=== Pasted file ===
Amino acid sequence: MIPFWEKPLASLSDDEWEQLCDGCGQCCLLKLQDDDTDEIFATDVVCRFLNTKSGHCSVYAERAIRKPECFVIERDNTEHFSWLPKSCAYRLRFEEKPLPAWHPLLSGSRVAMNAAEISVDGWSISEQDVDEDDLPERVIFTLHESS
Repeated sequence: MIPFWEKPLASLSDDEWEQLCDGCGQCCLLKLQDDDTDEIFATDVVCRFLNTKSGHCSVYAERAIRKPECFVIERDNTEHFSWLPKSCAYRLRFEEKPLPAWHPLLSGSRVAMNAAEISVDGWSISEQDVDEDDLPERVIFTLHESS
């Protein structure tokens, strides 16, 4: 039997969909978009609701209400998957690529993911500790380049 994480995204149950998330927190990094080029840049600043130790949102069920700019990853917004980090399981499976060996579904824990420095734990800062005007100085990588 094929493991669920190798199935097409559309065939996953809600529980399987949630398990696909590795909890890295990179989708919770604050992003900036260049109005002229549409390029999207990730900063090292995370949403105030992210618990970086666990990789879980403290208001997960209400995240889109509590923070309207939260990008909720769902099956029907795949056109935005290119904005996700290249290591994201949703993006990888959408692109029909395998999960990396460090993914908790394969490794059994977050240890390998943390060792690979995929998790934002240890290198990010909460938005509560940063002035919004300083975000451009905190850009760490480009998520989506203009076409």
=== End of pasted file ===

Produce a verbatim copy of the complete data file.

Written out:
Amino acid sequence: MIPFWEKPLASLSDDEWEQLCDGCGQCCLLKLQDDDTDEIFATDVVCRFLNTKSGHCSVYAERAIRKPECFVIERDNTEHFSWLPKSCAYRLRFEEKPLPAWHPLLSGSRVAMNAAEISVDGWSISEQDVDEDDLPERVIFTLHESS
Repeated sequence: MIPFWEKPLASLSDDEWEQLCDGCGQCCLLKLQDDDTDEIFATDVVCRFLNTKSGHCSVYAERAIRKPECFVIERDNTEHFSWLPKSCAYRLRFEEKPLPAWHPLLSGSRVAMNAAEISVDGWSISEQDVDEDDLPERVIFTLHESS
């Protein structure tokens, strides 16, 4: 039997969909978009609701209400998957690529993911500790380049 994480995204149950998330927190990094080029840049600043130790949102069920700019990853917004980090399981499976060996579904824990420095734990800062005007100085990588 094929493991669920190798199935097409559309065939996953809600529980399987949630398990696909590795909890890295990179989708919770604050992003900036260049109005002229549409390029999207990730900063090292995370949403105030992210618990970086666990990789879980403290208001997960209400995240889109509590923070309207939260990008909720769902099956029907795949056109935005290119904005996700290249290591994201949703993006990888959408692109029909395998999960990396460090993914908790394969490794059994977050240890390998943390060792690979995929998790934002240890290198990010909460938005509560940063002035919004300083975000451009905190850009760490480009998520989506203009076409």